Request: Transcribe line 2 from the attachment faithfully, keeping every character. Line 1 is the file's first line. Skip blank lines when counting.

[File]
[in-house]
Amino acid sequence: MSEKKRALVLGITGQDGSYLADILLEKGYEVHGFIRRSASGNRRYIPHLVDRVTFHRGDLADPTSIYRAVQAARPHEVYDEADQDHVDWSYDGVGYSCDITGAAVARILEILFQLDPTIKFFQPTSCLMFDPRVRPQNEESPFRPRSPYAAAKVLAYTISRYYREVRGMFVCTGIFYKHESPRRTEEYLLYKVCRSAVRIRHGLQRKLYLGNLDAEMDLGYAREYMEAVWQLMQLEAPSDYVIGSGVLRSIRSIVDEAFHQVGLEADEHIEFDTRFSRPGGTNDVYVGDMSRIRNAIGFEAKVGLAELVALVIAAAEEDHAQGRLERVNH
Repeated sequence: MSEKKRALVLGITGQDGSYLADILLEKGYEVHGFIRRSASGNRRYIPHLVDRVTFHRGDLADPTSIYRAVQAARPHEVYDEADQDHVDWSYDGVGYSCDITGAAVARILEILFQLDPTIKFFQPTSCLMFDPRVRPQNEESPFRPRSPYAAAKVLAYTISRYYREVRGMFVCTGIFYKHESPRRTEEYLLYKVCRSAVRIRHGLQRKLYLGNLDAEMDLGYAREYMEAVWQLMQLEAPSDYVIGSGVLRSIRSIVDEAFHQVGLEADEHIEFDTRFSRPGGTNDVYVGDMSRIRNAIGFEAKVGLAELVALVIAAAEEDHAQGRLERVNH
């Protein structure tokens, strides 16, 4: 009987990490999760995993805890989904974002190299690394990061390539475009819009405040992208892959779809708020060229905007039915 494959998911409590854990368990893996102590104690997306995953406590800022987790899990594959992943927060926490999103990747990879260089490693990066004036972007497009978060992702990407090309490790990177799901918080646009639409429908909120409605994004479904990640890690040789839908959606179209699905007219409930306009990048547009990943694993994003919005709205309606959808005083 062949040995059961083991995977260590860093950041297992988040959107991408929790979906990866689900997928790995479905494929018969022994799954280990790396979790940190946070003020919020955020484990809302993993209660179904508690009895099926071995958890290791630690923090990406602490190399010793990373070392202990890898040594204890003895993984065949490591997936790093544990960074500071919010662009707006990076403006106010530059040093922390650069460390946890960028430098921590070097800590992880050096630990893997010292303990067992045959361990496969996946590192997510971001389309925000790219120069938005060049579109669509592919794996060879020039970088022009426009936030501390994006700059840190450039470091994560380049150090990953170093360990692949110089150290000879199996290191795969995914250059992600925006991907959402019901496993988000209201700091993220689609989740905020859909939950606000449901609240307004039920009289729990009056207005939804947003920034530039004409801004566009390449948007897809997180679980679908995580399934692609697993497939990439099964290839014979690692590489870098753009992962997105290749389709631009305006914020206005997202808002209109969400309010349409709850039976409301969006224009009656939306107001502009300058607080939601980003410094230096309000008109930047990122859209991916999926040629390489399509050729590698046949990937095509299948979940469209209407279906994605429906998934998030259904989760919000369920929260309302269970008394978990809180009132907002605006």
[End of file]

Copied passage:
Amino acid sequence: MSEKKRALVLGITGQDGSYLADILLEKGYEVHGFIRRSASGNRRYIPHLVDRVTFHRGDLADPTSIYRAVQAARPHEVYDEADQDHVDWSYDGVGYSCDITGAAVARILEILFQLDPTIKFFQPTSCLMFDPRVRPQNEESPFRPRSPYAAAKVLAYTISRYYREVRGMFVCTGIFYKHESPRRTEEYLLYKVCRSAVRIRHGLQRKLYLGNLDAEMDLGYAREYMEAVWQLMQLEAPSDYVIGSGVLRSIRSIVDEAFHQVGLEADEHIEFDTRFSRPGGTNDVYVGDMSRIRNAIGFEAKVGLAELVALVIAAAEEDHAQGRLERVNH